South Korea recently overhauled its employment laws. Some of the most significant changes that may have an impact on business operations concern annual paid leave entitlements and fertility treatment leave, eligibility for childcare leave, protection for workplace sexual harassment victims, mandatory disability awareness training and the scope of the anti-discrimination statutes.
The Seoul High Court recently ruled that an employee's repeated personal use of his or her corporate card, in and of itself, may not always constitute sufficient just cause for termination. The court's ruling is an adverse precedent that may have an impact on many businesses as they consider whether to terminate an employee for personal use of corporate cards. However, this case is now pending before the Supreme Court.
In recognition of the hardship faced by emotional labour workers, there have been increasingly audible calls to improve their working environment, which has led to a view that employers must take proactive steps to protect the health and wellbeing of such employees. Although legislative changes have been insubstantial, the National Assembly of Korea recently passed legislative amendments to the Occupational Safety and Health Act which seek to protect emotional labour workers.
The National Assembly recently passed a legislative amendment designed to reform the Labour Standards Act. The new legislation is projected to have a significant impact on all industries and levels. According to a study by the Korea Economic Research Institute, the additional annual labour costs that companies will incur is likely to exceed W12 trillion ($11 billion) in total.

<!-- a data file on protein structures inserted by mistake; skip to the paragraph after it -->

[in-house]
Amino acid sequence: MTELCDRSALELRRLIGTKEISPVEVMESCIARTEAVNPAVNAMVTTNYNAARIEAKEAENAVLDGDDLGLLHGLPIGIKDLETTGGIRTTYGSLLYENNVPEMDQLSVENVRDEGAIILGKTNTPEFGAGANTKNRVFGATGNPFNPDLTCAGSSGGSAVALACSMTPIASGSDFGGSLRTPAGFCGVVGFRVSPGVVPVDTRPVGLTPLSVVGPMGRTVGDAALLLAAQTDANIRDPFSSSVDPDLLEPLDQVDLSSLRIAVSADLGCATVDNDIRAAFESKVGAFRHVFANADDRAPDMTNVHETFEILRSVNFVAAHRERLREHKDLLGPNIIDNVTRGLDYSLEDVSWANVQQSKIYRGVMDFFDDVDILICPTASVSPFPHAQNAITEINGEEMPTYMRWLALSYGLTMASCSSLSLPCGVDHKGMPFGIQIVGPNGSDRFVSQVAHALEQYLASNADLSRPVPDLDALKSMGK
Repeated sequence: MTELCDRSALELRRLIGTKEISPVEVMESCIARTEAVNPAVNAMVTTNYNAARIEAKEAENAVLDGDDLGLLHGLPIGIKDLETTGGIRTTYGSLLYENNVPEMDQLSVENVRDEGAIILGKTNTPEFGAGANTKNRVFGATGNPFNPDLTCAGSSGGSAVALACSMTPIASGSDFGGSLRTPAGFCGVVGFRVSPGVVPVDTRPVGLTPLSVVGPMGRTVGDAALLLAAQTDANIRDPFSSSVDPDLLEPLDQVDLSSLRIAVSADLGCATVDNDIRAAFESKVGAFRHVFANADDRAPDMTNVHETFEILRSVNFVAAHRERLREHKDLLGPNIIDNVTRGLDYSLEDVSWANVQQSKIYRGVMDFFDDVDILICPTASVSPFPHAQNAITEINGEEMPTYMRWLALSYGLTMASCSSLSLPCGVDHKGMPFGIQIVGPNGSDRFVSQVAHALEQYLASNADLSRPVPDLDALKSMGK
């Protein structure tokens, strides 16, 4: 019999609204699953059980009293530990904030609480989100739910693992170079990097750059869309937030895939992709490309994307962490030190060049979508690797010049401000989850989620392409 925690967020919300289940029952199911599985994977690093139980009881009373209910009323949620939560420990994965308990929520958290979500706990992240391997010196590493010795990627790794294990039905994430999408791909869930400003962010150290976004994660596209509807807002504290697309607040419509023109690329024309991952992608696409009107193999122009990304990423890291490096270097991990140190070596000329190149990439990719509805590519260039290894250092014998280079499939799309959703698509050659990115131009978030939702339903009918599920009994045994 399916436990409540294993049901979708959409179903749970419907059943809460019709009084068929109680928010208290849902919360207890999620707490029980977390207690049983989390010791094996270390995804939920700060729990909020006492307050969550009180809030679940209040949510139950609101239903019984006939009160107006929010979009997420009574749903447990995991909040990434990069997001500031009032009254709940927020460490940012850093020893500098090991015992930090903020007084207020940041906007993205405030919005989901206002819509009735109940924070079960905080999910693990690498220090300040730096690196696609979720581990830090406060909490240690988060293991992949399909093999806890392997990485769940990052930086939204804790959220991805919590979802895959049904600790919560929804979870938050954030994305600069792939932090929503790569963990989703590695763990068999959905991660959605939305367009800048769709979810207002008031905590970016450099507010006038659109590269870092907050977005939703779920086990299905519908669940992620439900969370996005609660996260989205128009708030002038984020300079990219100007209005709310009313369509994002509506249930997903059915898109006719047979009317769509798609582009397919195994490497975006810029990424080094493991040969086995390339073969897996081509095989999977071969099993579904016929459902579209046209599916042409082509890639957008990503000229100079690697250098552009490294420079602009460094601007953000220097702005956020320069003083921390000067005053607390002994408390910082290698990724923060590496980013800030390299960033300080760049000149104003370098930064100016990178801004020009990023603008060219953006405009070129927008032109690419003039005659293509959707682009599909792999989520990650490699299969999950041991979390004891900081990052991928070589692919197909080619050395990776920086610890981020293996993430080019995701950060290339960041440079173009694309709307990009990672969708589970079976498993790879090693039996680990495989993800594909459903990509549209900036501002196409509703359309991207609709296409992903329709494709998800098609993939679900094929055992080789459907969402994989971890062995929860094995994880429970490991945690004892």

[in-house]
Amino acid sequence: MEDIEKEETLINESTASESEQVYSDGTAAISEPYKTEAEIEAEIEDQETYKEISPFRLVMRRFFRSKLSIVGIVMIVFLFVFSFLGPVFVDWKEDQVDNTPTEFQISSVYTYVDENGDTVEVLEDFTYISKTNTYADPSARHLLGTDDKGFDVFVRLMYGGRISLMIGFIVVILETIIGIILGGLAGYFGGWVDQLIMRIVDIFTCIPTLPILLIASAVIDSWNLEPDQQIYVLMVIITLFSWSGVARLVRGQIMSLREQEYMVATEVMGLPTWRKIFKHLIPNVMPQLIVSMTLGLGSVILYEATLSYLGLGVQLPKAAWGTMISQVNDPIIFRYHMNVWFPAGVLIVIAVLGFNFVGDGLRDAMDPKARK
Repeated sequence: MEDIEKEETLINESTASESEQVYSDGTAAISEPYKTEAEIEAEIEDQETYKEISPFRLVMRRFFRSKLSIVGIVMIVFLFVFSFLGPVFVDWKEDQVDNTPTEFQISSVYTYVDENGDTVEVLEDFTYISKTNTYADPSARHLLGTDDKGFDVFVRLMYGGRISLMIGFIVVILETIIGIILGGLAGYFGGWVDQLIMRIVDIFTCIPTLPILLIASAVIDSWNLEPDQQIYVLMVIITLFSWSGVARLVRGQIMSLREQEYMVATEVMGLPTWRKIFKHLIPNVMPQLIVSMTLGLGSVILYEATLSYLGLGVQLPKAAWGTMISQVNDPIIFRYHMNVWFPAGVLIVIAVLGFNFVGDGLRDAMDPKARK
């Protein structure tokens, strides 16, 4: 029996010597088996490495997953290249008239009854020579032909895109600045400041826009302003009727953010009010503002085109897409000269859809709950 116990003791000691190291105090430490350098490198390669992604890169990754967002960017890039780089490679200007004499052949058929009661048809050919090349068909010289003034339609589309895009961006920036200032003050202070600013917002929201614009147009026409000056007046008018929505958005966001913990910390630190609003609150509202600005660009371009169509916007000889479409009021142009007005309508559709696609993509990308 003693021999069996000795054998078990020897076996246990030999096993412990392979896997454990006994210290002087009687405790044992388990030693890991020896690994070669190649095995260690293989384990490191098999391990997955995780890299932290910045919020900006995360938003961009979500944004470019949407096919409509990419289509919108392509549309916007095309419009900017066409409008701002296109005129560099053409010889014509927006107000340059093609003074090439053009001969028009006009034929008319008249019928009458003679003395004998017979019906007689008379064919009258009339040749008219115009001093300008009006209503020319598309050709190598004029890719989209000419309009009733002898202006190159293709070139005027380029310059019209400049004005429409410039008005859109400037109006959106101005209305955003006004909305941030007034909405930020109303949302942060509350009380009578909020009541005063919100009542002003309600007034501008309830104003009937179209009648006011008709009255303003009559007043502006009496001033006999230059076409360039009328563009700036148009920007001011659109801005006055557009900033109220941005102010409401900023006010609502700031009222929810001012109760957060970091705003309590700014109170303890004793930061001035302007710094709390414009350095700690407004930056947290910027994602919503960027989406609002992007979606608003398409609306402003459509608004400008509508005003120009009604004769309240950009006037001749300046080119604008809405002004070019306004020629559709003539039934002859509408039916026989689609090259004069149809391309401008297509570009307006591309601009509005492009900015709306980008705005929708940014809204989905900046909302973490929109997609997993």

The Supreme Court recently ruled en banc that the AMERICAN UNIVERSITY trademark was sufficiently distinctive among South Korean consumers to be registered in connection with university education services, instruction services and other designated services. The court's reasoning is notable because it appears to hold that consumer awareness evidence can be used to prove the inherent distinctiveness of a mark in South Korea.
In a recent case, the Supreme Court appears to have essentially broadened the doctrine of equivalents to emphasise that structures in an accused product that are very different from claimed elements can still be 'equivalent', provided that the differences are conventional and the basic purpose of the invention is still achieved. The patent at issue related to a device for lifting a 'gang form' – a type of external scaffolding used in construction.
An important amendment to the Unfair Competition Prevention and Trade Secret Protection Act will come into effect in July 2018. This amendment specifies the protection to be given to trade dress belonging to service providers in South Korea and introduces a new type of prohibited unfair competitive activity.
Numerous generics have filed challenges to the validity of patent term extensions in South Korea in the past few years, raising various issues of first impression. In November 2017 the Supreme Court rejected two of the major validity issues raised by the generics. Since then, the Patent Court and Intellectual Property Trial and Appeal Board have addressed various other legal issues.
The 2018 PyeongChang Olympic and Paralympic Winter Games Act, which aims to prohibit the unauthorised use of Olympic Games-related symbols, logos and slogans, did not initially address the issue of ambush marketing, leading to some uncertainty as to whether ambush marketing activities might be tolerated. However, the government has now indicated its intention to regulate such activities by amending the act to add specific provisions on ambush marketing.